Danish researchers to develop artificial intelligence exposing stock-market fraud
The Department of Engineering at Aarhus University is heading a new project to put an end to stock-exchange fraud and market manipulation; the researchers will replace todays control by manual sampling with artificial intelligence
Credit: Lars Kruse / AU Foto.
Danish researchers develop artificial intelligence to expose stock-market fraud
The Department of Engineering at Aarhus University is heading a new project to put an end to stock-exchange fraud and market manipulation. The researchers will use artificial intelligence (AI) to clean up the extensive fraud taking place, where control is currently implemented via manual sampling.
A team of researchers from Aarhus University (AU) has just received a grant of DKK 2.8 million from the Independent Research Fund Denmark for a project that may impact share trading throughout the world.
The team is being headed by Alexandros Iosifidis, an associate professor at the Department of Engineering and an expert in machine learning. The project aims to develop a system that can identify suspicious trading on all of the world’s stock exchanges – something that is currently being done through manual samples.
“The AI solutions we’re looking for require far less manual work, they reduce costs, and they’re much more effective than today’s controls,” says Alexandros Iosifidis.
As yet, no one knows the extent of stock-market fraud globally, but the US Federal Trade Commission (FTC), has estimated that, in the US alone, the problem amounts to between USD 10-40 billion a year.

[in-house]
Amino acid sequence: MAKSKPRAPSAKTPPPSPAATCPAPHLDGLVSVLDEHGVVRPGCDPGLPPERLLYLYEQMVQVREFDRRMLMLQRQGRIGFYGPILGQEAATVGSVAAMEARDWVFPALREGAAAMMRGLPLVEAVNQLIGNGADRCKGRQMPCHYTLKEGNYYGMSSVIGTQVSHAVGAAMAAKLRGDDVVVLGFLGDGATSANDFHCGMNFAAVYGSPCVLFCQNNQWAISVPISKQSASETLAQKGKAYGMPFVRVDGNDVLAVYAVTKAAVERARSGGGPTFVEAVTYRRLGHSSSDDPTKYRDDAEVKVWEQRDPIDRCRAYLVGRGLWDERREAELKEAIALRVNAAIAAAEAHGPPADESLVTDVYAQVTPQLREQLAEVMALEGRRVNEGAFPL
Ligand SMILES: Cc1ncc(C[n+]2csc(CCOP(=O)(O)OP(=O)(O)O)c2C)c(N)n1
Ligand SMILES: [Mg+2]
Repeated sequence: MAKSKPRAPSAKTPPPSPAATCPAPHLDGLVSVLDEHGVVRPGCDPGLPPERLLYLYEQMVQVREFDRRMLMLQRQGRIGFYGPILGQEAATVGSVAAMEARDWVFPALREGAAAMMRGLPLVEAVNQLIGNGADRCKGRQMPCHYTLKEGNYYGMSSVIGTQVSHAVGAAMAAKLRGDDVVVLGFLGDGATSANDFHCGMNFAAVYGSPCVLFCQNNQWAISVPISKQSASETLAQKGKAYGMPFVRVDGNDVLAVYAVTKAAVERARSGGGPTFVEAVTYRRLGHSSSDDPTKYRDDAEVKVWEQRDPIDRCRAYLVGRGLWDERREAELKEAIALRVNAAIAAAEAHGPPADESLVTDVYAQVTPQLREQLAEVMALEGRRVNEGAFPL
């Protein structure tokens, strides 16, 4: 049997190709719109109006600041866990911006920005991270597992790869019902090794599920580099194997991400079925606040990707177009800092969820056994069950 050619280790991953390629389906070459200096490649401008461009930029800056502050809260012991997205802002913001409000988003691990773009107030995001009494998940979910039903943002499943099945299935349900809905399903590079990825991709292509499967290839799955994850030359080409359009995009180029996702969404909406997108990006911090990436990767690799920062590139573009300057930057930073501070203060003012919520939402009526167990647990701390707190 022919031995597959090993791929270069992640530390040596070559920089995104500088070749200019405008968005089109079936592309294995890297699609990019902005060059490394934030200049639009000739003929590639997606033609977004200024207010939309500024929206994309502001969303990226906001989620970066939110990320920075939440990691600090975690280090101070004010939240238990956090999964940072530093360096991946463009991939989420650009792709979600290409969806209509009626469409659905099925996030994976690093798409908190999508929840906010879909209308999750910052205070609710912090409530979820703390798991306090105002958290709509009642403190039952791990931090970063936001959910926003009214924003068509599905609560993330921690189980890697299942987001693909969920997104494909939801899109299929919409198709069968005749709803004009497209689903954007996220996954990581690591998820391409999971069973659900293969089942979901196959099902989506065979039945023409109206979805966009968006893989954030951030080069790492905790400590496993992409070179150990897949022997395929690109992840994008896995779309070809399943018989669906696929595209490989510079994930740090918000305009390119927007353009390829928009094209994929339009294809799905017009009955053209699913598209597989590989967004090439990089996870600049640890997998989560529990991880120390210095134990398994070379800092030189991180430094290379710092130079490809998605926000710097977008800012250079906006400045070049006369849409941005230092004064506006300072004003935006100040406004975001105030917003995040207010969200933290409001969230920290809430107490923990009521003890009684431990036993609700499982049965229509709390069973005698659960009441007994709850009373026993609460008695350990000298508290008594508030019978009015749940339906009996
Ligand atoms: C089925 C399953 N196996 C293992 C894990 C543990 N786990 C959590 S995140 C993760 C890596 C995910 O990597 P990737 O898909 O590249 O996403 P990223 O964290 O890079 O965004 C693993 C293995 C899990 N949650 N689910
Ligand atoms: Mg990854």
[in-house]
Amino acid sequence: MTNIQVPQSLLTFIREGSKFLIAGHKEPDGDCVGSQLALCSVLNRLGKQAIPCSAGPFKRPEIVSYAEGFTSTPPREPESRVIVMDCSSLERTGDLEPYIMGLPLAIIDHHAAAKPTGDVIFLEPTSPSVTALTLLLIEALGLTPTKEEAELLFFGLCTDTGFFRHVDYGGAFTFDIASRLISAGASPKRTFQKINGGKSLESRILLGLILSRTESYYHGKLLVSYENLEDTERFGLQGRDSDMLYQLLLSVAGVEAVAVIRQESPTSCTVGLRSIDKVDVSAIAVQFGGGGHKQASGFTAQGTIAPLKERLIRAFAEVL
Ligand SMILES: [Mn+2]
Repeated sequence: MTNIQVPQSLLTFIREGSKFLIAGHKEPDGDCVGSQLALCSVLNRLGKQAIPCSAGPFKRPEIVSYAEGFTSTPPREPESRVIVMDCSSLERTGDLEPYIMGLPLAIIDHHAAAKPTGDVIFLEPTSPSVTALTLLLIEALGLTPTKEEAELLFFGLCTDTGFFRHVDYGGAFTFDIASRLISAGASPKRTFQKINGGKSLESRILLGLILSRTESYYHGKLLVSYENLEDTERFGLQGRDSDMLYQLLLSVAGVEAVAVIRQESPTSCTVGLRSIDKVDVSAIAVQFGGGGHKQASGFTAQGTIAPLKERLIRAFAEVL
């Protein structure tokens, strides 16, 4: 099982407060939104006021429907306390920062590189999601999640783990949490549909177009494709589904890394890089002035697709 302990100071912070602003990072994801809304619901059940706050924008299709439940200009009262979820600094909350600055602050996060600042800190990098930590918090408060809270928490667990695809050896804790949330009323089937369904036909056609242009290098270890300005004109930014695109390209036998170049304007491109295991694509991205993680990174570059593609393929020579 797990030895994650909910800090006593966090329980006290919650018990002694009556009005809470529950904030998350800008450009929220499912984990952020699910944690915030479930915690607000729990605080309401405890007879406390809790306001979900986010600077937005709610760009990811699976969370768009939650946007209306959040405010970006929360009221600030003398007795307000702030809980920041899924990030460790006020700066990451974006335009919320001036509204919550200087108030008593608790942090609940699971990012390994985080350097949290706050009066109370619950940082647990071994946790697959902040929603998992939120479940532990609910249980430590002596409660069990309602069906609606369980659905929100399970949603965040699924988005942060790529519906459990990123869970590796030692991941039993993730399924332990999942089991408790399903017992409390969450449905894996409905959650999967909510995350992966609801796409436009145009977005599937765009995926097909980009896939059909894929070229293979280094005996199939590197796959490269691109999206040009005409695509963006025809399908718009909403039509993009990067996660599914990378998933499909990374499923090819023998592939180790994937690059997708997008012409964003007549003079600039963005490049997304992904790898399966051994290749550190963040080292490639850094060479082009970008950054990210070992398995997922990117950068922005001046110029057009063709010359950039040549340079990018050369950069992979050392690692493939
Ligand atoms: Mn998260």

There are many different types of stock-market fraud, which is a ticking bomb under the whole philosophy behind the market-economy principle of supply and demand.
“A reliable, automatic safeguard against market manipulation could therefore be crucial for transparent stock markets,” says Alexandros Iosifidis.
The project will design entirely new methods which, using machine learning, will be able to conduct systematic analyses of stock-exchange activity, recognise irregular transactions, and identify patterns in share-price data. This will make it possible to detect, and even predict, market manipulation in share trading across the entire world.
“We’re working on the assumption that trading in one share affects future trading in other shares in specific patterns that can be recognised using data-driven analyses. We’re focusing on recording trading activity based on jumps in average share prices, and we will detect these in actual stock-exchange data in order to identify relationships between share transactions and irregular trading activities,” he says.
The project is called ‘Data-driven Inter-Stock Predictive Analytics’ or ‘DISPA’, and it will run for three years, coordinated by Associate Professor Alexandros Iosifidis.